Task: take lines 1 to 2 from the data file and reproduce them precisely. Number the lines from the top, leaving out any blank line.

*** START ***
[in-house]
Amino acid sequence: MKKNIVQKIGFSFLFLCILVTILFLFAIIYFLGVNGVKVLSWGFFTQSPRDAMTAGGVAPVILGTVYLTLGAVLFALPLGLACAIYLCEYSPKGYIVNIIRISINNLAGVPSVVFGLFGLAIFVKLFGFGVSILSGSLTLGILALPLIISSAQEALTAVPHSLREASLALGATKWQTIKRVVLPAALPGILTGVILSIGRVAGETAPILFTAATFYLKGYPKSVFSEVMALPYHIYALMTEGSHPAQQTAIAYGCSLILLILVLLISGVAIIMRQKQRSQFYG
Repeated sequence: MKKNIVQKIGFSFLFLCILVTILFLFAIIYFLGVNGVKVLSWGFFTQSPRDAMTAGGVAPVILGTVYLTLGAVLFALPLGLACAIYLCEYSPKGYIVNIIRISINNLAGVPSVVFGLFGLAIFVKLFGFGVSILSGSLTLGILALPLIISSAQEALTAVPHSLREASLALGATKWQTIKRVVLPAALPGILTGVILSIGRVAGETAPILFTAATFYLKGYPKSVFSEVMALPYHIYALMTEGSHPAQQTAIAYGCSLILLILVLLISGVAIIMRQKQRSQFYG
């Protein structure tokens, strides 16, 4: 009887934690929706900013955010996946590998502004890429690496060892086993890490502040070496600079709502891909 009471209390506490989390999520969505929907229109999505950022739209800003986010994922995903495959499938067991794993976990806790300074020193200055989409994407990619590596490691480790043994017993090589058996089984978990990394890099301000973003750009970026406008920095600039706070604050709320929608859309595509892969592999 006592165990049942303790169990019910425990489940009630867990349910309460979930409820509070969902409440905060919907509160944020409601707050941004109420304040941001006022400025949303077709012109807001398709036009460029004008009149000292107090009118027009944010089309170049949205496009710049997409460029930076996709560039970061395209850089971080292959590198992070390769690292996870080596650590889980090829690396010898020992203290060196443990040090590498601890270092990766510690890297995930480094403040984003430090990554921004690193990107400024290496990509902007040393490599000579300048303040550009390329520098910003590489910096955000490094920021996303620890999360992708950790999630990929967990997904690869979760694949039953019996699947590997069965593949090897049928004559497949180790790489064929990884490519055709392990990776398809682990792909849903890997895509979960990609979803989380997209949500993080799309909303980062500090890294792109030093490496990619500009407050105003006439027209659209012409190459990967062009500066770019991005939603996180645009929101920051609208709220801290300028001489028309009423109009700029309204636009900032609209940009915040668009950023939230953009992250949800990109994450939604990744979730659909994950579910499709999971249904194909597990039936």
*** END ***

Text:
[in-house]
Amino acid sequence: MKKNIVQKIGFSFLFLCILVTILFLFAIIYFLGVNGVKVLSWGFFTQSPRDAMTAGGVAPVILGTVYLTLGAVLFALPLGLACAIYLCEYSPKGYIVNIIRISINNLAGVPSVVFGLFGLAIFVKLFGFGVSILSGSLTLGILALPLIISSAQEALTAVPHSLREASLALGATKWQTIKRVVLPAALPGILTGVILSIGRVAGETAPILFTAATFYLKGYPKSVFSEVMALPYHIYALMTEGSHPAQQTAIAYGCSLILLILVLLISGVAIIMRQKQRSQFYG